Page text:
Utrecht University flourished in the century, despite competition with the older universities of Leiden and Groningen. Leiden, in particular, proved a strong competitor and made further improvement necessary, a botanical garden was built on the grounds of the present Sonnenborgh Observatory, and three years the Smeetoren added an astronomical observatory. The university attracted students from abroad. They witnessed the intellectual and theological battle the proponents of the new philosophy fought with the proponents of the strict Reformed theologian Voetius, Louvain, Groningen and Ghent were the five universities of the new state, and Leiden received the title of eerste hoge school. Two of the universities became part of the new Belgian state after it separated from the northern Netherlands in 1830 and this left Utrecht one of only three Dutch universities. Utrecht played a prominent role in the age of Dutch science. Around 1850 the Utrechtian School of science formed, with Pieter Harting, Gerardus J.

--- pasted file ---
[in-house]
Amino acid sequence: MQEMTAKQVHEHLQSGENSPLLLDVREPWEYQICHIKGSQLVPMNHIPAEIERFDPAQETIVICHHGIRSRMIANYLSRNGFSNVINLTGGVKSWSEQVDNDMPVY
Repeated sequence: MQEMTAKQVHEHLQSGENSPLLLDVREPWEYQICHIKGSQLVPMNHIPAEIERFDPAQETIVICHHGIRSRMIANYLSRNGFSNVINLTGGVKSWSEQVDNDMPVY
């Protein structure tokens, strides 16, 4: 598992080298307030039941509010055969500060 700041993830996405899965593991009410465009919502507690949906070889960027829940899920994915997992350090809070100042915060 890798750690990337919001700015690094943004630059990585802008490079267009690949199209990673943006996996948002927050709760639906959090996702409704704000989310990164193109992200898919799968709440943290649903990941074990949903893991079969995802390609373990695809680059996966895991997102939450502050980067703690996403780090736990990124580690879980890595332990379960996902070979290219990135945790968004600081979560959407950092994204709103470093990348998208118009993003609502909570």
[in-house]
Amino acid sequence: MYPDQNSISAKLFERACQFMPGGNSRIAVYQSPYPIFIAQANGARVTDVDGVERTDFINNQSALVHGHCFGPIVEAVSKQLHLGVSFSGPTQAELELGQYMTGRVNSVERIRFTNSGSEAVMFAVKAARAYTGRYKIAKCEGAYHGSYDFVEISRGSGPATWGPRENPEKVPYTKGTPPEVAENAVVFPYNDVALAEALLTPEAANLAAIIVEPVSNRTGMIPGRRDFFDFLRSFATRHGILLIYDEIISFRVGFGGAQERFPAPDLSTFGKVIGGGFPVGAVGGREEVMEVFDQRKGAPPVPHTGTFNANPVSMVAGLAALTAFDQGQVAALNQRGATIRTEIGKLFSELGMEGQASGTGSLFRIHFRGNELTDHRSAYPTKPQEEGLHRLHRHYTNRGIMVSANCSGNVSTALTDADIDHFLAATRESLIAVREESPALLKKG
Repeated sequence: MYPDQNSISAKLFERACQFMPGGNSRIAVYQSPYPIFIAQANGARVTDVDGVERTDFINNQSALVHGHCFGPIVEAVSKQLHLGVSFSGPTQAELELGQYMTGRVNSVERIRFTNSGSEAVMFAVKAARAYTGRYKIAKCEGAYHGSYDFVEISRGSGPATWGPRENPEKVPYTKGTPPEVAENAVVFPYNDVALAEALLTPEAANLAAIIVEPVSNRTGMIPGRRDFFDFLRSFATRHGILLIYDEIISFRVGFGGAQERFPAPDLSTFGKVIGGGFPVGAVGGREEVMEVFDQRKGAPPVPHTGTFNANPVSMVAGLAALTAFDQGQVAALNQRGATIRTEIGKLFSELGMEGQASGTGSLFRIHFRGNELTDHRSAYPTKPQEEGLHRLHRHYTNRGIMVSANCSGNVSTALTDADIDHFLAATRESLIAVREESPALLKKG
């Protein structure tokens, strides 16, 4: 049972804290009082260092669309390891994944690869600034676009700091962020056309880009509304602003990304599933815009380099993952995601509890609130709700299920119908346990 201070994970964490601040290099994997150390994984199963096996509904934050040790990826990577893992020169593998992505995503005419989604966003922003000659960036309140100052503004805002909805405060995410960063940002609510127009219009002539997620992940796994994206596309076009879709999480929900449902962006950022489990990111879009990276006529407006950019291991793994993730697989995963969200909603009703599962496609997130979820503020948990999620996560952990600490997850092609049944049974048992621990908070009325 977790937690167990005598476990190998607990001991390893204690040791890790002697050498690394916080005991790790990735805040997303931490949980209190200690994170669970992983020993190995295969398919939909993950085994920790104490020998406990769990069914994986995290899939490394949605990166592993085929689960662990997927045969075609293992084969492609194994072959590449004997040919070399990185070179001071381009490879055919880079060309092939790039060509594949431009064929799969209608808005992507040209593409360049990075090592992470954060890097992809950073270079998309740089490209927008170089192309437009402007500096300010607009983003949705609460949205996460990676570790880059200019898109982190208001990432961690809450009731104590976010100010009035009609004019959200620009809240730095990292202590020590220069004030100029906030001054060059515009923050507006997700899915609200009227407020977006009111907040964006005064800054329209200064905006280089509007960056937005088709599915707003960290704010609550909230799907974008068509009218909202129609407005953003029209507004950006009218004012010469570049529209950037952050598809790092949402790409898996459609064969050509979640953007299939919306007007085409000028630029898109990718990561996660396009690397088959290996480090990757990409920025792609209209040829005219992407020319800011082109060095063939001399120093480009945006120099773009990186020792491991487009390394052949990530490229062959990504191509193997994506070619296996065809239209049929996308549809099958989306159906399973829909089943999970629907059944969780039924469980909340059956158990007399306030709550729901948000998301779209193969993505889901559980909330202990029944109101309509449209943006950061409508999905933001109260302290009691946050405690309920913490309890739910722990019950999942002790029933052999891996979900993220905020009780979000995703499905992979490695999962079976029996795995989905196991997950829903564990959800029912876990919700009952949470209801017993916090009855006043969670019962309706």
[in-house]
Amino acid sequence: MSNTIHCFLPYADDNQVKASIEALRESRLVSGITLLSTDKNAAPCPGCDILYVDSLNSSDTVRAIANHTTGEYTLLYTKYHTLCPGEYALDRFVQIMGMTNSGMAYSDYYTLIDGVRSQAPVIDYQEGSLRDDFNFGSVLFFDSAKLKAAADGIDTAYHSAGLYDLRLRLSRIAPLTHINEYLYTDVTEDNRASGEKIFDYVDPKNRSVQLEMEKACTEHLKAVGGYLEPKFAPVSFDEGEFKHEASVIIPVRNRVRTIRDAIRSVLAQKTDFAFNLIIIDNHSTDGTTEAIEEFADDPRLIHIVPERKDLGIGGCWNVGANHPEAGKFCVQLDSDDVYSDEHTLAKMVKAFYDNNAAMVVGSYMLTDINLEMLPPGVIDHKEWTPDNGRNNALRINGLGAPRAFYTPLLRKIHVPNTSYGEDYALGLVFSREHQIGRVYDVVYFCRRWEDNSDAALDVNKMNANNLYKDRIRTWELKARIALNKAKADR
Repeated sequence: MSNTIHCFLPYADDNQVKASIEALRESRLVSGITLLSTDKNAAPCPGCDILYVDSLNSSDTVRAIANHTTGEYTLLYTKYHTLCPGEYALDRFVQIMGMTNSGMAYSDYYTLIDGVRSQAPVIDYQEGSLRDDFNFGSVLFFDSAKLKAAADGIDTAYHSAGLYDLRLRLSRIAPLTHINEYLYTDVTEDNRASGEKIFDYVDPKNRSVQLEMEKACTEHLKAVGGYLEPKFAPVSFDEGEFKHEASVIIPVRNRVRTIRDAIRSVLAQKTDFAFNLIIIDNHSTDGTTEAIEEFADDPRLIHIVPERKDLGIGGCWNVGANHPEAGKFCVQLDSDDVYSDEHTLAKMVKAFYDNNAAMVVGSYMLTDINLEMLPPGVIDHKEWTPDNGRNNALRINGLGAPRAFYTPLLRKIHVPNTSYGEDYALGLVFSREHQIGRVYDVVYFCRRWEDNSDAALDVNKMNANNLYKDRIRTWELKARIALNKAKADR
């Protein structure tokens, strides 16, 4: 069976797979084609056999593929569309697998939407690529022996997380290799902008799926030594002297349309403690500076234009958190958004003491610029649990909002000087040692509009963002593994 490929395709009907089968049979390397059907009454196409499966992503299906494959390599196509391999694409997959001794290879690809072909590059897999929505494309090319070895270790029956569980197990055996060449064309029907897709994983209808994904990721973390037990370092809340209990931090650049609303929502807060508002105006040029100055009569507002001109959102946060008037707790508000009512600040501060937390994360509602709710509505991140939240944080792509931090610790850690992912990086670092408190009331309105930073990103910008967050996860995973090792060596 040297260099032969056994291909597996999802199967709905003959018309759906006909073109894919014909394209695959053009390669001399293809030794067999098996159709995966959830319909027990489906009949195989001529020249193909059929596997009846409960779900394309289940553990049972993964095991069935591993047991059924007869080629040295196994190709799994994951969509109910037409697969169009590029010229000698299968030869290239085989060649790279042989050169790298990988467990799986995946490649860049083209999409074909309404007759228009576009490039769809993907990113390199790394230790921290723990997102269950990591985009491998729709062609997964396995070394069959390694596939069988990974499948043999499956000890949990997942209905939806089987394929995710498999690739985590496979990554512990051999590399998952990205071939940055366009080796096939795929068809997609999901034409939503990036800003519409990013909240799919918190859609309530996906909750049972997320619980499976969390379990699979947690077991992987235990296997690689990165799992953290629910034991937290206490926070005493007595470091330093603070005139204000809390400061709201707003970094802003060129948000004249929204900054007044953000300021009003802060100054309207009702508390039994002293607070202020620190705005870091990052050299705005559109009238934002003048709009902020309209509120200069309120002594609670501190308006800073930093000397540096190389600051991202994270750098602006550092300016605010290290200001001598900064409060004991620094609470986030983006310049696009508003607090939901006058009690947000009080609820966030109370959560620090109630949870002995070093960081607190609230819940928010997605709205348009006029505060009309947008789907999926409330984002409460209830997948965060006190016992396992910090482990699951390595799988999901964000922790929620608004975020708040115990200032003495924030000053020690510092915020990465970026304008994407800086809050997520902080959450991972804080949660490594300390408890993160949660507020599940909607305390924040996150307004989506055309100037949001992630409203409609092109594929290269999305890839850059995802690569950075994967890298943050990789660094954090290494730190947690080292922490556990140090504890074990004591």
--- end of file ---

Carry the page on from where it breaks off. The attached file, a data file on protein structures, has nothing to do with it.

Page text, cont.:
Mulder, buys Ballot and Franciscus Donders among the leading scientists. They introduced the educational laboratory as a learning place for their students. The University is represented in the Stichting Academisch Erfgoed, a foundation with the goal of preserving university collections, the other five faculties and most of the administrative services are located in De Uithof, a campus area on the outskirts of the city. University College Utrecht is situated in the former Kromhout Kazerne, which used to be a Dutch military base, University College Roosevelt is located off-campus in the city of Middelburg in the south-west of the Netherlands. Utrecht University counts a number of distinguished scholars among its alumni and faculty, on the 2015 Academic Ranking of World Universities list, the University of Utrecht was ranked 56th in the world and the highest in the Netherlands
St. Martin's Cathedral, Utrecht